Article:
IHM: speakers and vendors and great ideas … oh my!

IHM … the Immaculate Heart of Mary National Home School and Parent Conference … is an amazing two-day event held in Northern Virginia that (so far, anyway) is free admission and the chance to hear some amazing speakers, look at the new curriculum and resource offerings and get some great ideas for the coming year. Dh loves to go as he gets excellent advice he can use in his “traditional” classroom of teens while I get a shot-in-the-arm as one year winds down and the other gets cranked up.

A win-win conference!

We went this past Saturday — a whole date-day — and even though the drive is about and 90 minutes each way (on Friday, that travel time would have been at least doubled!), we both came back singing the praises of IHM and all those wonderful folks who plan this annual event.

Dh did the “teen track” with speakers like:

  • Mo Woltering, the Academic Dean and Director of Development at Holy Family Academy in Manassas, Virginia. He also teaches religion, philosophy, Latin, and algebra. Woltering spoke eloquently and compellingly on Ecclesiology and the importance for teens to connect to the Church.
  • Regina Doman, owner of the new Chesterton Press and author, spoke to the teens on the imagination, good vs bad characters, how to determine good literature and how to apply Catholic concepts to works of fiction.
  • Fr. Larry Swink, associate pastor for a parish in Maryland and pro-life speaker and evangelizer to teens, spoke about how to be a good Catholic young adult with a strong prayer life in an age of secularism.
  • Fr. Joseph Fessio, educator, publisher, builder of schools and an administrator, spoke about the reasons to obtain a strong liberal arts education and some alternatives to the traditional Catholic universities such as online degrees and programs.

Dh came away from the conference with some great plans for teaching his teens next year … some ideas for implementing with our own kids … and some good, basic knowledge of resources available.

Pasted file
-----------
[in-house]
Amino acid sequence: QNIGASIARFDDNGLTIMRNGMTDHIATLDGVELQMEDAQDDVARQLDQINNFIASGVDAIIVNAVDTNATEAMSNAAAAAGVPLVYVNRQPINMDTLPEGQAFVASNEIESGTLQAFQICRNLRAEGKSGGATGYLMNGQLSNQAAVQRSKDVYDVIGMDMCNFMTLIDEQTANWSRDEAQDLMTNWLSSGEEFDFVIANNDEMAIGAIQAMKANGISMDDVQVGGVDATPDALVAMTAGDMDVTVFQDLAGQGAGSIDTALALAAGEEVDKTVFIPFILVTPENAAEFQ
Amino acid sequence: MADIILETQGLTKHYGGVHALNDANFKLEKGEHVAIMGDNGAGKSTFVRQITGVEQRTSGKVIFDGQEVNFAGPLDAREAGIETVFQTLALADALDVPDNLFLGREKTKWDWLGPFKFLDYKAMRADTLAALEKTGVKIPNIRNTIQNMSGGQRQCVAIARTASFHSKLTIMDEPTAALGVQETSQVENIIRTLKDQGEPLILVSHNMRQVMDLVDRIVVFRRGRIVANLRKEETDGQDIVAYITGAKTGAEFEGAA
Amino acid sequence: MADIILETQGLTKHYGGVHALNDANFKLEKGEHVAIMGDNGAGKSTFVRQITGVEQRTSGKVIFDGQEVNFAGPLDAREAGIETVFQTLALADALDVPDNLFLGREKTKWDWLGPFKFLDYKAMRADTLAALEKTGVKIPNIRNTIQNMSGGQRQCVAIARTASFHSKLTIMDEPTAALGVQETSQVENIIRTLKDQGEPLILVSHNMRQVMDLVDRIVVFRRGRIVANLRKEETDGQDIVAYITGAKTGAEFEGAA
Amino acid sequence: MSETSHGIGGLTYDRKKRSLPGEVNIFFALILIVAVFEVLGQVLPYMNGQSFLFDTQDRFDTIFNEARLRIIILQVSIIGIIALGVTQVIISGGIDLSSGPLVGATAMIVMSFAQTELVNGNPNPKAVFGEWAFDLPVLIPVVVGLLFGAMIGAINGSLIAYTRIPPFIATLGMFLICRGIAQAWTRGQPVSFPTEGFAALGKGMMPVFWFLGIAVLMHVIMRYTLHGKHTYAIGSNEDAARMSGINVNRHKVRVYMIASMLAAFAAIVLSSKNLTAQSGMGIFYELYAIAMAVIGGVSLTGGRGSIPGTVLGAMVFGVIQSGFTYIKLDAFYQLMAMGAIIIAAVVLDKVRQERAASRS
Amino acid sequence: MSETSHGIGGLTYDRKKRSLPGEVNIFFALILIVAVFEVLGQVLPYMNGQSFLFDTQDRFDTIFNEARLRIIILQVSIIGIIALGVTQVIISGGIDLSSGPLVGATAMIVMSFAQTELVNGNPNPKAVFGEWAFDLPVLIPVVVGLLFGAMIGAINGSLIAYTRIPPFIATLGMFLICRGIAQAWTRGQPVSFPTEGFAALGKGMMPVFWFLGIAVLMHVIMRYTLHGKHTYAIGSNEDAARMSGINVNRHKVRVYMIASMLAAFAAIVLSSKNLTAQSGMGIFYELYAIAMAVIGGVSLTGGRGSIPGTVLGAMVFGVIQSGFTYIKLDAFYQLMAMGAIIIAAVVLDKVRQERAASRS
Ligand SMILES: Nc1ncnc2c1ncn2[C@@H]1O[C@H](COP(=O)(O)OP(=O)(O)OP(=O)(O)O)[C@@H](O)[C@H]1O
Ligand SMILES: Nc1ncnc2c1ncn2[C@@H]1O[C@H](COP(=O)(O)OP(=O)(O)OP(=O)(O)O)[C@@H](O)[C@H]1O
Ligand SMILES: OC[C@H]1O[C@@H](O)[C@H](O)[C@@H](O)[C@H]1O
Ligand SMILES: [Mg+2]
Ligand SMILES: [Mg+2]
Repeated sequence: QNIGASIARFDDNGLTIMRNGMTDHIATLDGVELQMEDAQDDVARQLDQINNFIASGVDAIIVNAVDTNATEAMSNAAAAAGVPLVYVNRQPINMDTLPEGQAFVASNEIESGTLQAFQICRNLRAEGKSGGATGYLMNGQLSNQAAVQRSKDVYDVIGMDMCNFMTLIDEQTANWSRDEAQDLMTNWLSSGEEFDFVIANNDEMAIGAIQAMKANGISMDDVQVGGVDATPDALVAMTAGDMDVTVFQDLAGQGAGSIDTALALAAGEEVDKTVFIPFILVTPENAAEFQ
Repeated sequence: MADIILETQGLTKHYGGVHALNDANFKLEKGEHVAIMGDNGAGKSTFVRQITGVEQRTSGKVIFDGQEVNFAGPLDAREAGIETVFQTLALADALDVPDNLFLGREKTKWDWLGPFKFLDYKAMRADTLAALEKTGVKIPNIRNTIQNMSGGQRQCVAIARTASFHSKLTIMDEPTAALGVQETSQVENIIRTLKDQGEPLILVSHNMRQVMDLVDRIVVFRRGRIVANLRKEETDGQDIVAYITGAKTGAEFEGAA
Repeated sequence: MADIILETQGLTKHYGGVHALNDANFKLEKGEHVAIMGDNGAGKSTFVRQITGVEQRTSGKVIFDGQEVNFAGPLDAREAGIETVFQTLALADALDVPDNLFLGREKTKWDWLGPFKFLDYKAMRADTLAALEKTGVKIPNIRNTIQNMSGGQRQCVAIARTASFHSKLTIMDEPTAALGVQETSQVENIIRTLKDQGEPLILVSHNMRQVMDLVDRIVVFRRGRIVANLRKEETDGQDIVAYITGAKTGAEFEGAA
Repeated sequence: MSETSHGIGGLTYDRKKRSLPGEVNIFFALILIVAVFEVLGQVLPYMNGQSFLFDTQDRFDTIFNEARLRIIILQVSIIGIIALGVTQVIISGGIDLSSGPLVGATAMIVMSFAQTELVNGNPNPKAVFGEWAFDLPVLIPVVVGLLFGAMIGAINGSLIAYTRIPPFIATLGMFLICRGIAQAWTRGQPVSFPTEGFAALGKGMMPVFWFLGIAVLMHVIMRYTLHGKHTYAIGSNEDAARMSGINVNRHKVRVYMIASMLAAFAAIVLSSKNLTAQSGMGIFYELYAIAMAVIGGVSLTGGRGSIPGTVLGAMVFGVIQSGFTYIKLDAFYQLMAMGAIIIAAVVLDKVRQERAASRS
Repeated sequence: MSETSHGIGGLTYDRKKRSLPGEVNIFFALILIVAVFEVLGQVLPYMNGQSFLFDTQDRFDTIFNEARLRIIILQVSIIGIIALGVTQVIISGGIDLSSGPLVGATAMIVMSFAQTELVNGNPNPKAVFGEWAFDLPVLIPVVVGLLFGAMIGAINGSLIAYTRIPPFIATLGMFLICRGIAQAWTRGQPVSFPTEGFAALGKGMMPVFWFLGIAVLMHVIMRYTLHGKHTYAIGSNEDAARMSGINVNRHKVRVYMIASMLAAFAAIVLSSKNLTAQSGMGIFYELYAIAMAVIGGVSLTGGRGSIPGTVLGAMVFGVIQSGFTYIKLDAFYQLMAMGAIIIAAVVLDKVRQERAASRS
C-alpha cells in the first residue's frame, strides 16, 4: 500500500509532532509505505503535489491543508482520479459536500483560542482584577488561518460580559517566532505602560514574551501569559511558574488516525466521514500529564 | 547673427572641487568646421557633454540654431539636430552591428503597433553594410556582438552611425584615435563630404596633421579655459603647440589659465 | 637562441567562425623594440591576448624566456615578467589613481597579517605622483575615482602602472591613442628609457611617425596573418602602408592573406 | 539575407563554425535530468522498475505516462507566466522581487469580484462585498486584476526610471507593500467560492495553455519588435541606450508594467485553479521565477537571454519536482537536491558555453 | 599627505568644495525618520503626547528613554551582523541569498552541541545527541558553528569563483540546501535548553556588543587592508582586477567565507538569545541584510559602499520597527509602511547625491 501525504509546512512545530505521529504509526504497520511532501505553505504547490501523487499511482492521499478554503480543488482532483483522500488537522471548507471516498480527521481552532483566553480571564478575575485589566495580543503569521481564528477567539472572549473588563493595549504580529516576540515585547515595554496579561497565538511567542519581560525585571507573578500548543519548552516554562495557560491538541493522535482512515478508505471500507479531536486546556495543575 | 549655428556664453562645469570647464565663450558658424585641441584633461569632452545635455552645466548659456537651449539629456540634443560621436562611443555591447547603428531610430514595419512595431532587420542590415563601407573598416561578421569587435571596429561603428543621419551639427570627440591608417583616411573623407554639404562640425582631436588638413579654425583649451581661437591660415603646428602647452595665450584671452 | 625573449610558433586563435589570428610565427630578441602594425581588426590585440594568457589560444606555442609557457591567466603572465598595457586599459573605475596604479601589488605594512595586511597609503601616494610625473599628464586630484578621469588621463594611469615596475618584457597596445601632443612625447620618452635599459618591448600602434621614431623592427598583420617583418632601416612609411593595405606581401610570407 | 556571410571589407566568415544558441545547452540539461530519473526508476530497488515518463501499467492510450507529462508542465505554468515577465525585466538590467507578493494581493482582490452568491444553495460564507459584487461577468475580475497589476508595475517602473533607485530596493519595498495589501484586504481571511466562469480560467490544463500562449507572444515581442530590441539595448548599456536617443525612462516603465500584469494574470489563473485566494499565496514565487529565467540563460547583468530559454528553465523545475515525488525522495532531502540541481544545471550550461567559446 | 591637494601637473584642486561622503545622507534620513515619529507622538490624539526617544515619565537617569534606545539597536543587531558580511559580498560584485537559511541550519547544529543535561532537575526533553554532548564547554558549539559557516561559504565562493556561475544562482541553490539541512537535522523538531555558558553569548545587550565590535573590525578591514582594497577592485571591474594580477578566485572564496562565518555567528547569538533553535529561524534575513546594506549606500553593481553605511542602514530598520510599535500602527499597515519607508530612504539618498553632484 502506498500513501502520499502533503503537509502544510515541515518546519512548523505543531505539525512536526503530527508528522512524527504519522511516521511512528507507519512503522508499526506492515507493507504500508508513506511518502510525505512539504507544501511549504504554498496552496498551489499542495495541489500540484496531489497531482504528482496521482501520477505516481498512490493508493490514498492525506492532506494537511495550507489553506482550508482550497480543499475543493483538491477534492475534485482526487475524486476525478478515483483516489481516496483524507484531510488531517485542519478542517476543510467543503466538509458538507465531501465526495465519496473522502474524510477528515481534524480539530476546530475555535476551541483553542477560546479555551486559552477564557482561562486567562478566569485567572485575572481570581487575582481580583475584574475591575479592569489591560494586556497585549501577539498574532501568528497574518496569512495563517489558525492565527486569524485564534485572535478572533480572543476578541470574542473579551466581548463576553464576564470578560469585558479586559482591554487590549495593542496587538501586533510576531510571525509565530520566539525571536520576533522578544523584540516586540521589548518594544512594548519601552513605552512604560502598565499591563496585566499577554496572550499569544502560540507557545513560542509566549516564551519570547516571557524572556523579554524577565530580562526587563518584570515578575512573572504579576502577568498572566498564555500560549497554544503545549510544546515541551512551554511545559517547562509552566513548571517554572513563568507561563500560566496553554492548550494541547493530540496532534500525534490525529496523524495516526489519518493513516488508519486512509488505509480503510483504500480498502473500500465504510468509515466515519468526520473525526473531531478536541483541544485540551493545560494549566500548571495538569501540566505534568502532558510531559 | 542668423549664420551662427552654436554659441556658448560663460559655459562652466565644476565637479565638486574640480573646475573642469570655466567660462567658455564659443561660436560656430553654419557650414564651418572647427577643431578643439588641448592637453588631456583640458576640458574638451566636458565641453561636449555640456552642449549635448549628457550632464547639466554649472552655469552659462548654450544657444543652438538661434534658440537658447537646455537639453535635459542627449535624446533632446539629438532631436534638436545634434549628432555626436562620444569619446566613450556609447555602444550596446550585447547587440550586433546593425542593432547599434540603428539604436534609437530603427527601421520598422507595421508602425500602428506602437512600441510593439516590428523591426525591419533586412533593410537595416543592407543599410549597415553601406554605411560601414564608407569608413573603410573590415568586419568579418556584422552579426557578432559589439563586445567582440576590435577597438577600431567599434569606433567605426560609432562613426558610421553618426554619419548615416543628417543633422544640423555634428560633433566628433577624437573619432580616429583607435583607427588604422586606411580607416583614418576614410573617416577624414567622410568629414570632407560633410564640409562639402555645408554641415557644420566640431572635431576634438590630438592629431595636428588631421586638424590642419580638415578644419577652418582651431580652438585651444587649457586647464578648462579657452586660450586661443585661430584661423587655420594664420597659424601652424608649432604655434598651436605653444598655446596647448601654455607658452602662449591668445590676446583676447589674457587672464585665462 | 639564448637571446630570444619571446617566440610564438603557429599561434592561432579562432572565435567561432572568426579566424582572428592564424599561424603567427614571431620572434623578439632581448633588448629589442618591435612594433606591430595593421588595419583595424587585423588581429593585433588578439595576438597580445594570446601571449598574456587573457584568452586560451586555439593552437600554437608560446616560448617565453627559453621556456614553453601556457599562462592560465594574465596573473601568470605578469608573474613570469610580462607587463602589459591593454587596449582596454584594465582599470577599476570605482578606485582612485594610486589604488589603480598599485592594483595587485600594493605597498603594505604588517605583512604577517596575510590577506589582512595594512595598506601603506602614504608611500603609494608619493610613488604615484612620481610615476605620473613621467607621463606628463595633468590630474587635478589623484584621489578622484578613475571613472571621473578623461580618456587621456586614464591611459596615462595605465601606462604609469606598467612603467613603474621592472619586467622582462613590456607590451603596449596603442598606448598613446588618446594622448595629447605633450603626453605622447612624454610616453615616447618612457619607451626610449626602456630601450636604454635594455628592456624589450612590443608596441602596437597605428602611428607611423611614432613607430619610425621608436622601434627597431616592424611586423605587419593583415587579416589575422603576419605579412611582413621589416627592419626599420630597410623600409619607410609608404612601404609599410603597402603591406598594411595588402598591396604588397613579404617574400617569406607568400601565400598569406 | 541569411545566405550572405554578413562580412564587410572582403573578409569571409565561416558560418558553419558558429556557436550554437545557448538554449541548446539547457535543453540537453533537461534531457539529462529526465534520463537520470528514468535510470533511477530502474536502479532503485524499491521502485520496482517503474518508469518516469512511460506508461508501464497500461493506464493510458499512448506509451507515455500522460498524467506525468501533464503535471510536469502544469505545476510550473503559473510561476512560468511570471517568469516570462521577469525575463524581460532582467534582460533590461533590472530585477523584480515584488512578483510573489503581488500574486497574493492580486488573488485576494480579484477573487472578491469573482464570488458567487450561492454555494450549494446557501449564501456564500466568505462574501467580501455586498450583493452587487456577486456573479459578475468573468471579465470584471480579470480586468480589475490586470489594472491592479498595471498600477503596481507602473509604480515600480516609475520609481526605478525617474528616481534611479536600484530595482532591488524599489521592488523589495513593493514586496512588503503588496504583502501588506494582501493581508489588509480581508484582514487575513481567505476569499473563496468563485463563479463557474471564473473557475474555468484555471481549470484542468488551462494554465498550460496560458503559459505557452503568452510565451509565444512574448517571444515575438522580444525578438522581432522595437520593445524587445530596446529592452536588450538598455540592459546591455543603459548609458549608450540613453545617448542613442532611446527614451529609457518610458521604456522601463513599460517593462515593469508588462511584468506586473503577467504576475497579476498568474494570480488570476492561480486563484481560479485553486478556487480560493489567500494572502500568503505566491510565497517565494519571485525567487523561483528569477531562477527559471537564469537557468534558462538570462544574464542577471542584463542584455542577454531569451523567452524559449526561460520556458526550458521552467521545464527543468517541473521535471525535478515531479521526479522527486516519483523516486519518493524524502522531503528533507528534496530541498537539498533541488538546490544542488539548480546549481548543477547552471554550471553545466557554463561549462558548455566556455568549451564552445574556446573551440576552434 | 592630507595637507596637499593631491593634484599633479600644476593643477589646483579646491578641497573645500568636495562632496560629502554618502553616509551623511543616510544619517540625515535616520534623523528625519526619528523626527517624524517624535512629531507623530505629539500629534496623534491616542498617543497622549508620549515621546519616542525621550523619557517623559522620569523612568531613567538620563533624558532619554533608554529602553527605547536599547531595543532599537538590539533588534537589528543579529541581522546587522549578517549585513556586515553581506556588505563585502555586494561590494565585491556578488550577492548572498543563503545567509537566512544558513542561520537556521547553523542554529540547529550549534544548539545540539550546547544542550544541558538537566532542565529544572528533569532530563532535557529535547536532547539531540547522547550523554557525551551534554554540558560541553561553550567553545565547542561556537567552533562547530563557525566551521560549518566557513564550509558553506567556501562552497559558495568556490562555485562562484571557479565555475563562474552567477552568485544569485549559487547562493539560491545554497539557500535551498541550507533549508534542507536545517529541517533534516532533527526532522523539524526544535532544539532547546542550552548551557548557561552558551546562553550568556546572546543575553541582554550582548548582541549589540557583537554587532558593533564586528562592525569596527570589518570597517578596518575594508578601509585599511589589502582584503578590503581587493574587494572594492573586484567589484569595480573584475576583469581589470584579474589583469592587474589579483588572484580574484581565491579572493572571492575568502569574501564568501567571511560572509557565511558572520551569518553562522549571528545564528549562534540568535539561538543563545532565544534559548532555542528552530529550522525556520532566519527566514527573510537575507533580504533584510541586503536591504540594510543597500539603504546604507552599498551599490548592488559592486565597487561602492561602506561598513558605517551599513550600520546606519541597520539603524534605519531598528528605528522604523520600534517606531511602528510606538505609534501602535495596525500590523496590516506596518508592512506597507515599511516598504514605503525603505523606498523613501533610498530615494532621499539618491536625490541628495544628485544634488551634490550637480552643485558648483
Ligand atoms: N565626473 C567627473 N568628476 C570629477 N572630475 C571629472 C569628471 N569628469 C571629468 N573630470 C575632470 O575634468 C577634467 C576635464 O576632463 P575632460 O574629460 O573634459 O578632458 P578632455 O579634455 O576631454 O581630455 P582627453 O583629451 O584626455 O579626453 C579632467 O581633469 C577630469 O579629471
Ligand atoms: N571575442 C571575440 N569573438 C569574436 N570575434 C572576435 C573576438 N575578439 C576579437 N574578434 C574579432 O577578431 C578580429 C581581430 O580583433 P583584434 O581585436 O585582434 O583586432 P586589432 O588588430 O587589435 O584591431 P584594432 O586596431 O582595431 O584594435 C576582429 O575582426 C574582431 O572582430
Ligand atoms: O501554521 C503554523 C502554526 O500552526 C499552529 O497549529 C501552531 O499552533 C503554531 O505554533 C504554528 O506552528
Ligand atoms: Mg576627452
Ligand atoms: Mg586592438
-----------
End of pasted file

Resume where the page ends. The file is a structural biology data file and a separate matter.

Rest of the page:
I hadn’t meant to go to so many of the speakers — I usually go to IHM to see all the cool new curriculum and resources available for loving, living and learning in the home. But a few speakers I just couldn’t resist:

  • Andrew Pudewa, owner of Institute for Excellence in Writing, gave a talk on how best to grow natural communicators. He spoke about how students today (from kindergarten through college) are losing their ability to communicate because of dummied-down media exposure, lack of reading good books, and when they do read, reading too fast and not audiating the prose. Some ideas he recommended: constant family read-alouds of books at a level ONE STEP ABOVE the highest reading level of the oldest child until they go off to college; listening to audiobooks, especially for slow readers, to improve oral communication and structure (extra benefit: when the child is finally reading/writing fluently, he already has a grasp of the best structure and vocabulary); memorization and presentation of poetry and speeches. Pudewa reminded the audience that human nature is to go to the lowest common denominator — so for reading, read-alouds, audio books and memorization selections, always push the envelope by going slightly above the current reading level.
  • Elizabeth Yank, a long-time homeschool mom (20+ years) and writer, spoke on technology and some of the tools currently available. Unfortunately, this was such a broad topic that Yank could only give an overview. Since I’m a closet techno-geek, I got very little out of this talk.
  • Marie Kennedy, director of the fitness center at CUA, homeschool mom to engineer-graduates and an athlete herself (she was ranked 4th in the nation for long-jump), gave a great talk on first, why to build exercise into our days (for ALL of us) and second, how to create a home-gym. She recommended the use of the BOSU and a balance ball, simple exercises and “circuits” to add to the days, and generally got me revved up to add this to our days. Kennedy mentioned that, because the current generation of high school/college students is so sedentary, their life expectancy is lower than that of their parents and grandparents! We should be exercising anywhere from 60 to 90 minutes per day, every day (breaking it up throughout the day). This is very doable in a homeschool setting! She also mentioned a few websites for further information: the American Council on Exercise, America on the Move, Perform Better, and the President’s Council on Fitness, Sports and Nutrition.
  • The vendors were a great mix of curricula, resource providers, and Catholic merchandise. My favorites were all there: Hillside Education, Family-Centered, Homeschool Connections, and Sacred Heart Books and Gifts. There were many others there too whose wares tempted me but I resisted. It’s always better (and cheaper) for me to browse and pickup and go through all the resources and then go home and order — and many of the vendors will extend their “conference specials” for about two weeks after the conference!

    So, off to order from these fine vendors … after I take my morning walk, of course!

    Oh, and for those who are curious … I did knit in public at the conference … but found last night as I was finishing the left-front of a jacket, that I’d cast on 4 stitches too few and had to rip out all the work I’d gotten done on the ride up and back to IHM and during the talks. I cried and went to bed with a good book.

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